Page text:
Yesterday the Los Angeles Times posted a story with the headline, “Election laws tightening in GOP-run states.” Interesting headline. Why are election laws being strengthened in Republican rather than Democrat states? There are two ways to look at this–the Democrats would have you believe that the Republicans are trying to hinder minority voters, the Republicans would have you believe that they are combating voter fraud. Which is closer to the truth?
The article reports:
But Reince Priebus, chairman of the Republican National Committee, said the GOP drive was triggered by “the infamous example of ACORN,” the collection of community organizations which, he said, submitted 400,000 fraudulent registrations in 2008. He called the new laws “common-sense proposals” to “preserve the sanctity of our elections by ensuring that only eligible voters vote.”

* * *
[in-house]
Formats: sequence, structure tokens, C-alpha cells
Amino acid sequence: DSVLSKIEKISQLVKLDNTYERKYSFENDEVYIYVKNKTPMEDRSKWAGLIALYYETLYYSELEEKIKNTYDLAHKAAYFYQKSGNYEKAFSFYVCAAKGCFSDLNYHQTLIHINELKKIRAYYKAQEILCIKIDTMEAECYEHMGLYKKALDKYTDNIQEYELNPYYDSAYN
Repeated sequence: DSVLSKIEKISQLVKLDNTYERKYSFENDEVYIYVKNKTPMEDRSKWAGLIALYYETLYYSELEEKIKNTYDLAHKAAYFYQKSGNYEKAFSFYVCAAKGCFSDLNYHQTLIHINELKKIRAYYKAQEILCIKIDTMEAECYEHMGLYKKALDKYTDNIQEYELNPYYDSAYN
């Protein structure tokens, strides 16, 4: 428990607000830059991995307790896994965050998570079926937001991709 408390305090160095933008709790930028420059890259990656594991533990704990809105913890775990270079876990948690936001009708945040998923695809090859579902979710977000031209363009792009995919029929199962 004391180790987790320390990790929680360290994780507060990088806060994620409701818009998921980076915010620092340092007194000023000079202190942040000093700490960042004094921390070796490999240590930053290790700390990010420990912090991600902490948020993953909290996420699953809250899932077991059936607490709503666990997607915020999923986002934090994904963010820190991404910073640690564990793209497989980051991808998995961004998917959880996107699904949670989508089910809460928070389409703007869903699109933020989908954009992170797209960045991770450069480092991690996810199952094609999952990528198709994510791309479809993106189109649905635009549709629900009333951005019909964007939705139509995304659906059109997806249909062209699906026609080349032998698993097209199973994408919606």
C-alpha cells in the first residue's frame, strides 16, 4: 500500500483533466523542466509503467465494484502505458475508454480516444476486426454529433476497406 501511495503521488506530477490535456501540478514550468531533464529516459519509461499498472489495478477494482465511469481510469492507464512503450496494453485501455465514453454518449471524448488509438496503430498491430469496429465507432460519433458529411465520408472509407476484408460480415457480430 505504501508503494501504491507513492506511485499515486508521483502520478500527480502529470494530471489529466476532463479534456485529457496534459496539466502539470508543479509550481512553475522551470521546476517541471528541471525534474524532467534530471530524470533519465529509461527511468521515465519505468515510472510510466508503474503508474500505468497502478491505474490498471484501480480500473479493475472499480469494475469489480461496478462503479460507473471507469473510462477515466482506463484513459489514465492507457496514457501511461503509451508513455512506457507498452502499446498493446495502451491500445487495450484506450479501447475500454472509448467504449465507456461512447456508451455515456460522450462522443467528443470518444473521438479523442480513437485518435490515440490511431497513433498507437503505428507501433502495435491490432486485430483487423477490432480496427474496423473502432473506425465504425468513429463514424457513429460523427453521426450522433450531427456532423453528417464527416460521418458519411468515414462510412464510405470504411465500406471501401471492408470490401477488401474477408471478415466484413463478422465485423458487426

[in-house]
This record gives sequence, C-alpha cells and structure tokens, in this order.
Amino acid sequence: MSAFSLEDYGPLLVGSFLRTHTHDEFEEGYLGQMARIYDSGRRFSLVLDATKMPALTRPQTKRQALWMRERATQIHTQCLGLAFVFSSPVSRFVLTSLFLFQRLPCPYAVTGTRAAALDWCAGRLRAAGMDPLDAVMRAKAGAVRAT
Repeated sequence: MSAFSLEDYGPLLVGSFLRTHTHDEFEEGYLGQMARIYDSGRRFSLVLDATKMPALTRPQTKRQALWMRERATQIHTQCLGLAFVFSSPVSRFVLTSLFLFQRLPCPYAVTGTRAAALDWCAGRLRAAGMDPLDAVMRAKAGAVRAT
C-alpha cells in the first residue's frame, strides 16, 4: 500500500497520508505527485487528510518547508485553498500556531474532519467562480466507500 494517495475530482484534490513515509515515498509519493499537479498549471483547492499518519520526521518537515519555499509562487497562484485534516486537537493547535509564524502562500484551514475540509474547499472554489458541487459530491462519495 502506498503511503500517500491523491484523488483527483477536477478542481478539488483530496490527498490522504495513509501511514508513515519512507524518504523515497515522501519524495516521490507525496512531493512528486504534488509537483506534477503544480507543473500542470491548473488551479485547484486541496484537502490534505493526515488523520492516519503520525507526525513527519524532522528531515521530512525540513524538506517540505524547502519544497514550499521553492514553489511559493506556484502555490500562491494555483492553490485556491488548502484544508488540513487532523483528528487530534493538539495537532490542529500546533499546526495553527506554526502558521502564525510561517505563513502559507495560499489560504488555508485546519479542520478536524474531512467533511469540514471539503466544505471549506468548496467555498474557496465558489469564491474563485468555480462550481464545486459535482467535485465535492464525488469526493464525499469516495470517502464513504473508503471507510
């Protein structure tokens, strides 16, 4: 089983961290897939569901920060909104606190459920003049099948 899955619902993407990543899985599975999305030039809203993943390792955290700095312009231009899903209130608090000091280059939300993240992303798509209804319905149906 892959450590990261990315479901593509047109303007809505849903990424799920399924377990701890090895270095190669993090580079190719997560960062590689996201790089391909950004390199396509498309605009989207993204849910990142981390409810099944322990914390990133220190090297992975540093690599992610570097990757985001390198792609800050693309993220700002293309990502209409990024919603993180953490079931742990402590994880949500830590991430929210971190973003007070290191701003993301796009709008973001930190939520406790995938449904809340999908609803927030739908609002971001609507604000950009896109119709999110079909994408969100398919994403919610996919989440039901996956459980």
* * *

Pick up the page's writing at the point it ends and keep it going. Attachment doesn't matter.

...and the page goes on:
The results of the election of 2008 would not have been changed had voter fraud not existed, but in a close election, voter fraud can change the results. It s an accepted fact that Mayor Daley stole the election in 1960 for John F. Kennedy.
Wikipedia (not my favorite source) reports:
Known for shrewd party politics, Daley was a stereotypical machine politician, and his Chicago Democratic Machine, based on control of thousands of patronage positions, was instrumental in bringing a narrow 8,000 vote victory in Illinois for John F. Kennedy in 1960. A PBS documentary entitled “Daley” explained that Mayor Daley and JFK potentially stole the 1960 election by stuffing ballot boxes and rigging the vote in Chicago. In addition, it reveals, Daley withheld many votes from certain wards when the race seemed close.
I have no problem with requiring voter identification. Identification is required to do many things in our society that are considerably less important than voting–rent a video, board an airplane, cash a check, buy cigarettes, buy alcohol, and receive any sort of federal assistance. Voting is at least as important as any of these.The election of 2012 may be close. I would prefer that whatever the result is, it represents the rule “one man, one vote.”